Winter 2018
The Business Advisor

On January 12, 2017, I was appointed Patient Care Ombudsman (PCO) for North Philadelphia Health System (NPHS), a debtor in a chapter 11 bankruptcy currently pending before the U.S. Bankruptcy Court for the Eastern District of Pennsylvania (“Bankruptcy Court”). NPHS operates Girard Medical Center and the Helen L. Goldman Rehabilitation Center (“Goldman Clinic”), which share a campus in North Philadelphia. Girard Medical Center provides behavioral and mental health treatment primarily, but not exclusively, on an inpatient basis. The Goldman Clinic provides substance abuse treatment on an outpatient basis.

As PCO, my primary duty was monitoring the quality of patient care and safety at NPHS. 11 U.S.C. § 333(b)(1). Arising from that duty was the charge of representing the interests of patients, particularly by raising healthcare quality and safety issues (including issues relating to the privacy and security of patient medical records) to management, the United States Trustee, and the Bankruptcy Court when necessary. 11 U.S.C. § 333(a)(1). Both duties require the PCO to determine whether: (i) the debtor is taking reasonably sufficient precautions to protect the privacy and security of patient medical records; and (ii) the debtor is able to make the patients’ medical records available to the patients and for treatment purposes. Performance of both the monitoring and advocacy duties indisputably requires me to have some access to patients’ medical records and healthcare-related information. Indeed, the Bankruptcy Code expressly contemplates PCO interviews of patients and clinicians (11 U.S.C. § 333(b)(1)), which ineluctably require the PCO’s access and exposure to such healthcare information. However, most of the healthcare-related information to which a PCO must have access is robustly protected by various federal and state data privacy laws. Consequently, even to set up and conduct the interviews expressly contemplated by § 333(b)(1) of the Bankruptcy Code, PCOs face significant gatekeeping roadblocks to obtaining the necessary healthcare-related information.

The first roadblock to a PCO’s access to patient medical records is set forth in § 333(c) of the Bankruptcy Code and Bankruptcy Rule 2015.5, which condition a PCO’s access to a patient’s medical records on obtaining an order of the Bankruptcy Court authorizing such access. The second roadblock stems from the various federal and state laws restricting access to patient medical records. In the case of the PCO in the NPHS case, authorizing such access required consideration of the following federal and Pennsylvania state laws:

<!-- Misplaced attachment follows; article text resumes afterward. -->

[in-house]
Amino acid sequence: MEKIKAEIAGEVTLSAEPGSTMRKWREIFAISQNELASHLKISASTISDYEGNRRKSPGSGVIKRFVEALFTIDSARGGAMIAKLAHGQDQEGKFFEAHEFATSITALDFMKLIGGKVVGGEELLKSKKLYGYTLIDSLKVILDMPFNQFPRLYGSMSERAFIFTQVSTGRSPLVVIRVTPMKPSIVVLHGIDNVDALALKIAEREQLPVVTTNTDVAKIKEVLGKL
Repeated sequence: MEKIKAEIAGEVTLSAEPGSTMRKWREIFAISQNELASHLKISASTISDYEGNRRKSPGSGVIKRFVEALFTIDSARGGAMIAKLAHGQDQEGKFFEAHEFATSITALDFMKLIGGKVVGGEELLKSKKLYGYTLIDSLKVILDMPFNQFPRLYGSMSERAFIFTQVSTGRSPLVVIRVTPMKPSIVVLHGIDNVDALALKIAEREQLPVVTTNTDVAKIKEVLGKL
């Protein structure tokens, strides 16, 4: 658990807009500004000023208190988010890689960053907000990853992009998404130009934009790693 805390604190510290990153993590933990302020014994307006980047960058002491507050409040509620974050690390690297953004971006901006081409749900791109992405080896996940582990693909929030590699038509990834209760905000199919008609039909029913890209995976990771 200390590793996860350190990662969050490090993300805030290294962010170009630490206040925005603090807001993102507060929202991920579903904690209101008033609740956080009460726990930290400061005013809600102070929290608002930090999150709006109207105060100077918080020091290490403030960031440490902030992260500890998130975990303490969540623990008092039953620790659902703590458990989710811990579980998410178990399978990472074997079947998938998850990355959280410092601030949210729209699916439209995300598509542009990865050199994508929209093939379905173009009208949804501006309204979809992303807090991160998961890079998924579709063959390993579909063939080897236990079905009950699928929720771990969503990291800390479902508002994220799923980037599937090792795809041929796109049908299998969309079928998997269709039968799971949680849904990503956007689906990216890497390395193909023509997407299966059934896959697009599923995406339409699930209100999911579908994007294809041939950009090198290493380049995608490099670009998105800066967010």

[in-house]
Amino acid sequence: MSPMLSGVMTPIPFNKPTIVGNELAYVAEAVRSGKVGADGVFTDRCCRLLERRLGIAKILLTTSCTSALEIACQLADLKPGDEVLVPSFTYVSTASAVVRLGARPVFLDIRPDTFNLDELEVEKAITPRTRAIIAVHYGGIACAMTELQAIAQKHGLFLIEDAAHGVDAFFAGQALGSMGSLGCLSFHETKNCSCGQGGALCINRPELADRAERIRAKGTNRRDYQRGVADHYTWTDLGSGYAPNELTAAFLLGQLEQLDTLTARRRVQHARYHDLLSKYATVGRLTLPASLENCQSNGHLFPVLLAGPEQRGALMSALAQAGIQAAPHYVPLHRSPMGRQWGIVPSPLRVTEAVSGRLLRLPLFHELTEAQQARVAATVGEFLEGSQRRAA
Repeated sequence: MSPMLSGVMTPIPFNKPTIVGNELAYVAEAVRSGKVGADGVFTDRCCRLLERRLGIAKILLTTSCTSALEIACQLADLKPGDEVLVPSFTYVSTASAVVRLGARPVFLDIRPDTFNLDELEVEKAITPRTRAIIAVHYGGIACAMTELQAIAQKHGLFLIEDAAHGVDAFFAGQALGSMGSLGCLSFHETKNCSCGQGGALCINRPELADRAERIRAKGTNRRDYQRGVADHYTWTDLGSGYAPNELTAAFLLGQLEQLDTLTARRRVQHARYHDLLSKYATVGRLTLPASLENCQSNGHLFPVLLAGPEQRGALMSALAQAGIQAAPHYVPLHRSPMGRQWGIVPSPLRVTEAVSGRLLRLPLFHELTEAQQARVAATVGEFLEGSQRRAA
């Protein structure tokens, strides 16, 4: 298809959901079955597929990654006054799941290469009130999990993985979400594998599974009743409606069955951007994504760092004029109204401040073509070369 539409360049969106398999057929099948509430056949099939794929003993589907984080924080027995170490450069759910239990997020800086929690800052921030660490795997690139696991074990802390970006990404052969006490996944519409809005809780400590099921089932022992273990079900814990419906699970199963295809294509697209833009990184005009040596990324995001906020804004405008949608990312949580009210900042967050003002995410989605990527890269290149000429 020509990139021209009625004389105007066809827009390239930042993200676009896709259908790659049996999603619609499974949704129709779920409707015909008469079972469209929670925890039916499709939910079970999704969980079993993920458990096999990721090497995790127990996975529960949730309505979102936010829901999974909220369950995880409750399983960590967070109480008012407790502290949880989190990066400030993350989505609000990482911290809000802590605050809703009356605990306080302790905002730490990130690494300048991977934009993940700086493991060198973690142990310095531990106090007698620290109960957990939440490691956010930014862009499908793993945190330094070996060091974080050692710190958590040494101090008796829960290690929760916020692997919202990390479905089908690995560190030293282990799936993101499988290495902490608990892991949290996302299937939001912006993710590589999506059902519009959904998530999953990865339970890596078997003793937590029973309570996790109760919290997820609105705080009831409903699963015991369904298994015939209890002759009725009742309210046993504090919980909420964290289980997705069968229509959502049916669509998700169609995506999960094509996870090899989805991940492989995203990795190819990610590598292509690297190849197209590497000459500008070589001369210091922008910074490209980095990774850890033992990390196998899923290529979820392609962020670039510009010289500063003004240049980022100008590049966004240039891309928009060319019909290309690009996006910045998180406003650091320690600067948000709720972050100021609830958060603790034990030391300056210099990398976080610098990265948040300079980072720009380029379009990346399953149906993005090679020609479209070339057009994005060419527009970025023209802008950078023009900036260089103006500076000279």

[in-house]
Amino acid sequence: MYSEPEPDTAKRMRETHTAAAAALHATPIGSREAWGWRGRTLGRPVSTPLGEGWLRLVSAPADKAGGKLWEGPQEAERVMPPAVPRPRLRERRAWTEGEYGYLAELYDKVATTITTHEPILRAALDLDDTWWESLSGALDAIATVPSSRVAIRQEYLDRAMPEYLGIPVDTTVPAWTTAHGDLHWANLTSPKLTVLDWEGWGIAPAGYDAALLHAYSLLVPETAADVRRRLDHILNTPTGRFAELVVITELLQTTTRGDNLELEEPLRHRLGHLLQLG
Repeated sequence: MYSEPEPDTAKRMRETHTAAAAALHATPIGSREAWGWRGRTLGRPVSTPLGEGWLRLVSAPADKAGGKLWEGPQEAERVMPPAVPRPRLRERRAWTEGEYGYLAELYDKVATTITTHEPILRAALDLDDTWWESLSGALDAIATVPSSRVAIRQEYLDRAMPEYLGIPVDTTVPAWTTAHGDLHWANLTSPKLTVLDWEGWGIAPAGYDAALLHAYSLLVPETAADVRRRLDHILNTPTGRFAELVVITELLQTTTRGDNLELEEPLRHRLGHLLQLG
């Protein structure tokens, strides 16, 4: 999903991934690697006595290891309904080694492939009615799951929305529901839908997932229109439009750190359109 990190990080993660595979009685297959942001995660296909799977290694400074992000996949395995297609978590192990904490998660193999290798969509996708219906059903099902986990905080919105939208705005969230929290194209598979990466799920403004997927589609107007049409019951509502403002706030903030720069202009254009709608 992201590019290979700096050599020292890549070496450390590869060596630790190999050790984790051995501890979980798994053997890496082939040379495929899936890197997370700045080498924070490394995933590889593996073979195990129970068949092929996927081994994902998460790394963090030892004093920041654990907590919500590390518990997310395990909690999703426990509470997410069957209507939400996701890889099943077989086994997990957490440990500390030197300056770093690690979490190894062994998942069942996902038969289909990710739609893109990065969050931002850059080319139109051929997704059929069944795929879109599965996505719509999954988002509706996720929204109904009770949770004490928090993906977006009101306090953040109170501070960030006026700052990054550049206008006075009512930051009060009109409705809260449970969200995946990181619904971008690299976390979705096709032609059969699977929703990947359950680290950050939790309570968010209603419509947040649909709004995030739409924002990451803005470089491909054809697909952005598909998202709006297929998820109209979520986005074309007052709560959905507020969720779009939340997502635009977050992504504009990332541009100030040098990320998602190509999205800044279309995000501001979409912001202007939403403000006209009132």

• The Health Insurance Portability and Accountability Act of 1996, 42 U.S.C. § 1320, et seq. (HIPAA), as amended and expanded by the Health Information Technology for Economic and Clinical Health Act (HITECH) of 2009;
  • 42 U.S.C. § 290dd-2 (which governs the confidentiality of substance abuse treatment records);
  • The Federal Confidentiality of Alcohol and Drug Abuse Patient Records regulations found at 42 C.F.R., Part 2 (particularly 45 CFR §§ 2.1 through 2.3, 2.61 and 2.64) (commonly called the “Part 2 Regulations” or just “Part 2”);
  • The Pennsylvania Mental Health Procedures Act (50 P.S. §§ 5100, et seq.); and
  • the Pennsylvania Drug and Alcohol Abuse control Act (71 P.S. § 1690.108).

None of those statutes expressly authorize a debtor-healthcare provider to accord a PCO access to the specific patient medical records they protect. Unfortunately, the very procedure provided to a PCO by the Bankruptcy Rules for obtaining access to patient medical records – a motion on notice to interested parties, including patients – arguably requires the PCO to violate at least the HIPAA Privacy Rule (45 C.F.R. §§ 164.501, et seq.) by accessing and using the names and addresses of patients for notice purposes even before the PCO has the ability to access, let alone use, such information.

The specific challenges I faced in obtaining access to NPHS’s patient medical records, the means by which I addressed them, and takeaways from my service as PCO in the NPHS case are addressed below.